Showing posts with label Lecter. Show all posts
Showing posts with label Lecter. Show all posts

Monday, 17 December 2018

The Non-Problem of Male Fierceness






When a Man tells you, in every second that you spend in his company 

By His Every Word,
Every Gesture, 
Every Deed

By His very Energy -

"I Shot a Man in Reno Just to Watch Him Die."

You are NOT Required to Be Polite to Such a Man.

To Do So would be 
Contemptible.

And a 
DIS-GRACE.

So, When You Meet Me,
Have Some Courtesy.
Have Some Sympathy.
And Some Taste.


STARLING
Barney, back when you turned Dr. Lecter over to the Tennessee Police -

BARNEY
They weren't civil to him.  
And they're all dead now.

STARLING
Yeah.  They only managed to survive his company three days.  

You survived him six years at the asylum.  

How'd you do that?

It wasn't just being civil.


BARNEY
Yes, it was.




INT. APARTMENT BUILDING - UPSTAIRS HALL - DAY

     Starling knocks.  Waits.  The door opens and the orderly
     peers out with the dead dove in his hands.

                          STARLING
               Hi, Barney.  I need to talk with -

                          BARNEY
               Would you agree, for the record, Officer
               Starling, I've not been read my rights?

                          STARLING
               This is just informal.  I just need to
               ask you about some stuff.

                          BARNEY
               How about saying it into your handbag?

     Starling opens her purse and speaks down into it as though
     there were a troll inside -

                          STARLING
               I have not Mirandized Barney.  He is
               unaware of his rights.

     Barney widens the door so she can come in.

     INT. BARNEY'S APARTMENT - CONTINUOUS

     Barney sets the dove on a desk and drags a computer mouse
     to the "file close" x.  Just before the screen reverts to the
     AOL Welcome page, Starling glimpses the site he was on when
     she interrupted him with her knock - stock quotes.

                          STARLING
               How you been?

     He doesn't answer.  Sits his huge frame down on his desk
     chair.  She moves some newspapers aside on a couch, one of
     which shows a photo of her from the Drumgo raid.  They
     consider each other for a moment.  Eventually -

                          STARLING
               Barney, back when you turned Dr. Lecter
               over to the Tennessee Police -

                          BARNEY
               They weren't civil to him.  And they're
               all dead now.

                          STARLING
               Yeah.  They only managed to survive his
               company three days.  You survived him six
               years at the asylum.  How'd you do that?
               It wasn't just being civil.

                          BARNEY
               Yes, it was.

     They both hear something - a flutter - and glance out to the
     fire escape.  The dead dove's mate has landed on the railing.

                          STARLING
               Did you ever think, once he escaped,
               he might come after you?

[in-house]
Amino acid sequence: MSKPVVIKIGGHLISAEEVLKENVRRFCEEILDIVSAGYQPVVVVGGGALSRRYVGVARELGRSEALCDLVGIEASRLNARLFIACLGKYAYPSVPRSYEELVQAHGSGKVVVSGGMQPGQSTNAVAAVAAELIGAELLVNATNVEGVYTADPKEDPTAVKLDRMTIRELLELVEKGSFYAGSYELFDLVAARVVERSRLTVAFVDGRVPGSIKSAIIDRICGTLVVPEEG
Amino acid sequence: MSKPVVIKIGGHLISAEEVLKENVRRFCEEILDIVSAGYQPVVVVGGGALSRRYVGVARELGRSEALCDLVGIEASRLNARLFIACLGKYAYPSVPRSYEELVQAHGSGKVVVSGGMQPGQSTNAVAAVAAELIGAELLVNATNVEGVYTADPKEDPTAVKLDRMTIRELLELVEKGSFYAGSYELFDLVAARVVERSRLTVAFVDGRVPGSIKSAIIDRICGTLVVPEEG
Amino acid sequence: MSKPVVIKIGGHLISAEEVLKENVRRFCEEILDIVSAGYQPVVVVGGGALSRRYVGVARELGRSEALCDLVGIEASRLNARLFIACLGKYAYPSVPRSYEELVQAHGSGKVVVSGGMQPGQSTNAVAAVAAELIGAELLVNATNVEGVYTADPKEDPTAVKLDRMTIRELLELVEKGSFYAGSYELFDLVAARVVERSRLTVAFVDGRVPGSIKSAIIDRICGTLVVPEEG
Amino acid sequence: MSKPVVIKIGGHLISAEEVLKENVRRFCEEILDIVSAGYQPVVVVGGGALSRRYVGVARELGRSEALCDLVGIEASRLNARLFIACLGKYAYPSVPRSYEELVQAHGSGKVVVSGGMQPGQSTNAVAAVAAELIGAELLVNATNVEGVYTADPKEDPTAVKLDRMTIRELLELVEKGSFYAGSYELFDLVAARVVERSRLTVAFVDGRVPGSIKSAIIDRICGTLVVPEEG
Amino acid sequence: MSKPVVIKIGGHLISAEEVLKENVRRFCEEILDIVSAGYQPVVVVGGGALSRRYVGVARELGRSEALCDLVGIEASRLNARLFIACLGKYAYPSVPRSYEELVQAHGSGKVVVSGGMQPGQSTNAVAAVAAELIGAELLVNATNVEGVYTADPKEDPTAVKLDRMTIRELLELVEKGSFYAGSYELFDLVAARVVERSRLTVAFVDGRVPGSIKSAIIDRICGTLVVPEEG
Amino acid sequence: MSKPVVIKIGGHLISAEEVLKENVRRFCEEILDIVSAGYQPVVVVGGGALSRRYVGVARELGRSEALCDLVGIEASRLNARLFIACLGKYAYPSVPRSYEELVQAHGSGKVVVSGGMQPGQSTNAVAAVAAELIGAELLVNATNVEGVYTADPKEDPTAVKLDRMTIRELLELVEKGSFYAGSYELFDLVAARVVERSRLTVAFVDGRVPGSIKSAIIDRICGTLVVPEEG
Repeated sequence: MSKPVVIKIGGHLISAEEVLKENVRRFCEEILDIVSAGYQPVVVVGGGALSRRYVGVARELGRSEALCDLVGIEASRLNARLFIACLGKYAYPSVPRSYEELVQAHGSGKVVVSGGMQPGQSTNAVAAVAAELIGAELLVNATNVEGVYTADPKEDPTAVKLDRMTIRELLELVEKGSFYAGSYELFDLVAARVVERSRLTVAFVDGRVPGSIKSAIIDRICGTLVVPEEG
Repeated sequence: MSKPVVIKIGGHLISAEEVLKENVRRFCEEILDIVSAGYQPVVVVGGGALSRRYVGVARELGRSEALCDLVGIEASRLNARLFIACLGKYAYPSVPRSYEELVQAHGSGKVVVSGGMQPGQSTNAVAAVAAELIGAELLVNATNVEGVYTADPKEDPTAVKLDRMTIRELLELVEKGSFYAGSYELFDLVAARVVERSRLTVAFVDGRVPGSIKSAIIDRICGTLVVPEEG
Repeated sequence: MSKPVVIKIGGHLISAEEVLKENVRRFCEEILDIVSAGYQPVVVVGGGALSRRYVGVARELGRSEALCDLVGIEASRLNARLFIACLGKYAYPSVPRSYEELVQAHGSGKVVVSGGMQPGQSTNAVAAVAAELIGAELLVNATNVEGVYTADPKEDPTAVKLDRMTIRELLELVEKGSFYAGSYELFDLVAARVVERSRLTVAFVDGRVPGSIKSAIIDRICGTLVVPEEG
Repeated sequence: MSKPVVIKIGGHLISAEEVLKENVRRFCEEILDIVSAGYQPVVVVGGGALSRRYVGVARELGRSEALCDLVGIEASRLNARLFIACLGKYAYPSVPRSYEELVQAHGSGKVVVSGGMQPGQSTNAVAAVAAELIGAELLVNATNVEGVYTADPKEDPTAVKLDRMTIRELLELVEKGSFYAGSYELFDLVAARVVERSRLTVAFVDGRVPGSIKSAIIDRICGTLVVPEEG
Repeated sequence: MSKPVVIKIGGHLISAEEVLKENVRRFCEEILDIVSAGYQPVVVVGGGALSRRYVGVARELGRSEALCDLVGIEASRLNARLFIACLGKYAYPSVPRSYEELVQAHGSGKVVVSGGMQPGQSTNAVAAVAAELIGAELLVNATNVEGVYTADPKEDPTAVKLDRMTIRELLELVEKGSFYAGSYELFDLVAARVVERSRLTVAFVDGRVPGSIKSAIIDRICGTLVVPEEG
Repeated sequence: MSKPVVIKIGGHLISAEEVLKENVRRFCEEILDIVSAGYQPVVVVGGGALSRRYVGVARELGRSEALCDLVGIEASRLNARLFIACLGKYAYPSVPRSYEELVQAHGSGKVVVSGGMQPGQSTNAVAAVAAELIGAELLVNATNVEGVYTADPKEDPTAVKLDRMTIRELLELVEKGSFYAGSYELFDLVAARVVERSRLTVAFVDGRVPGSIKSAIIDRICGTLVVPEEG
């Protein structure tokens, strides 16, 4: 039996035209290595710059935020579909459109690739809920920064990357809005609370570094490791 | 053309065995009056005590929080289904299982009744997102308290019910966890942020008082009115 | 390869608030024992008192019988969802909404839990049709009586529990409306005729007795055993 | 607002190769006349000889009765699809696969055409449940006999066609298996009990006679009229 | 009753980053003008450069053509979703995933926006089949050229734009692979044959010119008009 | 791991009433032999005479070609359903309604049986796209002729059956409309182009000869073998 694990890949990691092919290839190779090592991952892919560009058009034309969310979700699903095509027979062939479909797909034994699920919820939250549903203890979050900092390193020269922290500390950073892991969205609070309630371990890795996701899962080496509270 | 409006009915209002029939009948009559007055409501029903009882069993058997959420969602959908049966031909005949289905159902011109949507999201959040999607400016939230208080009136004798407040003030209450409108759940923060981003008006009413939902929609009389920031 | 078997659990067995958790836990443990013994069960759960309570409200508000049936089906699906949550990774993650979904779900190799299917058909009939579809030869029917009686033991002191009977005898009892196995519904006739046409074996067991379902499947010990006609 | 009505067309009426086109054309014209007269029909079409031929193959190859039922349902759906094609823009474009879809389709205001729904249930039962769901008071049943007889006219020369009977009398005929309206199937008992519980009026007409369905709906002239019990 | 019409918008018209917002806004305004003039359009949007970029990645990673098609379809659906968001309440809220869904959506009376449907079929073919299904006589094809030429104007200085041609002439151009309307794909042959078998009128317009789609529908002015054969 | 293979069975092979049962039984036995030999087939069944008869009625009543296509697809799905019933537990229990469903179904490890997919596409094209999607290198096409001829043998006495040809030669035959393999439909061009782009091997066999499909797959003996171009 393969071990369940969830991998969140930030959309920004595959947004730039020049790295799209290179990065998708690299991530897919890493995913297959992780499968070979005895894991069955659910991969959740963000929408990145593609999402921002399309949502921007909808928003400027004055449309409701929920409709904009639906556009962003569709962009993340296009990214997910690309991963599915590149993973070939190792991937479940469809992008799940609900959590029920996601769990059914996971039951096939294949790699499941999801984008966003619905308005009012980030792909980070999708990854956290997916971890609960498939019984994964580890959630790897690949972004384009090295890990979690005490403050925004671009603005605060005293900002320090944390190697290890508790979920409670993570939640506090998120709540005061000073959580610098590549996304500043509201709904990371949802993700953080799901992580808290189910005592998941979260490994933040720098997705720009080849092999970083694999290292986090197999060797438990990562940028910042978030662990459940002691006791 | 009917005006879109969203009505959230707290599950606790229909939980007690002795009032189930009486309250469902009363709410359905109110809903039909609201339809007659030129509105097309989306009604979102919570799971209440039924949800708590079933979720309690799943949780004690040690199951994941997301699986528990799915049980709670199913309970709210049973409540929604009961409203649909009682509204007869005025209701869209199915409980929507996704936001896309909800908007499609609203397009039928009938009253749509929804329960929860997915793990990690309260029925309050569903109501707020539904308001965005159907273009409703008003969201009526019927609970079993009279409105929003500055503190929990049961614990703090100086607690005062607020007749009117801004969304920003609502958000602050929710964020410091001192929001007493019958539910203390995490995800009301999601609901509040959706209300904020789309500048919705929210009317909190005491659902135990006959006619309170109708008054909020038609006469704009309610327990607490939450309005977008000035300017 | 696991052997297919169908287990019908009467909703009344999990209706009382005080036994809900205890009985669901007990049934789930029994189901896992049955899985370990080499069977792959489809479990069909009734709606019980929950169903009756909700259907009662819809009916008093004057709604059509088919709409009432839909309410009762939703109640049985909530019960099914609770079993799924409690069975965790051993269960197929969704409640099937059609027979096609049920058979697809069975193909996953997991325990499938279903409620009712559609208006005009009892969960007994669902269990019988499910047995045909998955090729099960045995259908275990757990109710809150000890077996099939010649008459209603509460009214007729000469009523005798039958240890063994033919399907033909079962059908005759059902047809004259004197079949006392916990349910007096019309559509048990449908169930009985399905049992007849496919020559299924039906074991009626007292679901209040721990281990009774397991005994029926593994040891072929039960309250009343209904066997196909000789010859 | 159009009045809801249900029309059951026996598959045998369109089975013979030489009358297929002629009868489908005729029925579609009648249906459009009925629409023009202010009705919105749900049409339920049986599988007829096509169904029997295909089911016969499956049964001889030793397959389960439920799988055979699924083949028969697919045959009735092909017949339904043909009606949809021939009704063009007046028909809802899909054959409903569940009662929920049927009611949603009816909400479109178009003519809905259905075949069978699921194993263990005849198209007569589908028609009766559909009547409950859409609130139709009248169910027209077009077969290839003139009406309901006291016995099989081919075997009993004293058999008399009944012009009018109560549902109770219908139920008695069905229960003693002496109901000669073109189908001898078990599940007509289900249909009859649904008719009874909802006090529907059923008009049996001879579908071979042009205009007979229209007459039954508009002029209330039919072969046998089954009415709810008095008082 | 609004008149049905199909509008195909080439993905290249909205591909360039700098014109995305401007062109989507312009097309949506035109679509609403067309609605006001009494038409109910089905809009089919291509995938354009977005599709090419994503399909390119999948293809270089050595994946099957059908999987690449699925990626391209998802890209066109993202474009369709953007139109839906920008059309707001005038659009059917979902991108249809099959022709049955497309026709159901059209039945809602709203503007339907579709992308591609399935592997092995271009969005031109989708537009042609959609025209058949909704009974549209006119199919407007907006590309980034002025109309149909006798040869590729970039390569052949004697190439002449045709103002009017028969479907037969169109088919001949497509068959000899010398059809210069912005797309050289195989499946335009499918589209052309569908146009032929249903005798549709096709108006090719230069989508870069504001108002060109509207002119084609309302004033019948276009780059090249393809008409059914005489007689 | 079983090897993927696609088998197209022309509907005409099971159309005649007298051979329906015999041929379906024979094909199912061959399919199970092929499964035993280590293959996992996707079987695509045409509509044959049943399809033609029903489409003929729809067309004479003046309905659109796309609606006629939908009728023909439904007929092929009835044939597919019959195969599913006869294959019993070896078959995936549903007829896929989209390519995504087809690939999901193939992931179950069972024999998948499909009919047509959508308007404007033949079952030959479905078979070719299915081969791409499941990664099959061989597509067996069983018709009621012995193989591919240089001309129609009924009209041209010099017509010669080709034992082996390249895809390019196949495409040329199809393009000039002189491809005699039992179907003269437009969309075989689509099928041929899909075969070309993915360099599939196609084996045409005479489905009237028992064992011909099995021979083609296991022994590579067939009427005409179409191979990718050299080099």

BARNEY
               No.  He told me once that, whenever
               feasible, he preferred to eat the rude.
               "Free-range rude," he called them.

     He smiles.  Glances out the window again to the cooing dove.
     Picks up the dead one, carries it out and sets it down on the
     wet grating.

                          STARLING
               Any idea what happened to all his stuff?
               His books and papers and drawings and -

                          BARNEY
               Everything got thrown out when the place
               closed.

     He comes back in.  She starts to say something, hesitates.
     Once she starts on this subject, she knows one of them will
     wind up very unhappy.

                          STARLING
               Barney, I just found out that Dr.
               Lecter's signed copy of The Joy of
               Cooking went to a private collector for
               sixteen thousand dollars.

                          BARNEY
               It was probably a fake.

                          STARLING
               The seller's affidavit of ownership
               was signed, Karen Phlox.  You know Karen
               Phlox?  You should.  "She" filled out
               your employment application, only at the
               bottom she signed it, Barney.  Same thing
               on your tax returns.

     Long silence.  Then Barney sighs.

                          BARNEY
               You want the book?  Maybe I could get
               it back.

                          STARLING
               I want the x-ray.  From when you broke
               his arm after he attacked that nurse.

     Barney gets up again, but doesn't run off to get it.  He
     slowly paces around.

                          BARNEY
               We talked about a lot of things, late at
               night, after all the screaming died down.
               We talked about you sometimes.  Want to
               know what he said?

                          STARLING
               No, just the x-ray.

                          BARNEY
               Is there a reward?

                          STARLING
               Yeah.  The reward is I don't have my
               friend the Postal Inspector nail you on
               Use of the Mails to Defraud, you don't
               get ten years, and you don't come out
               with a janitor's job and a room at the Y,
               sitting on the side of your bunk at night
               listening to yourself cough.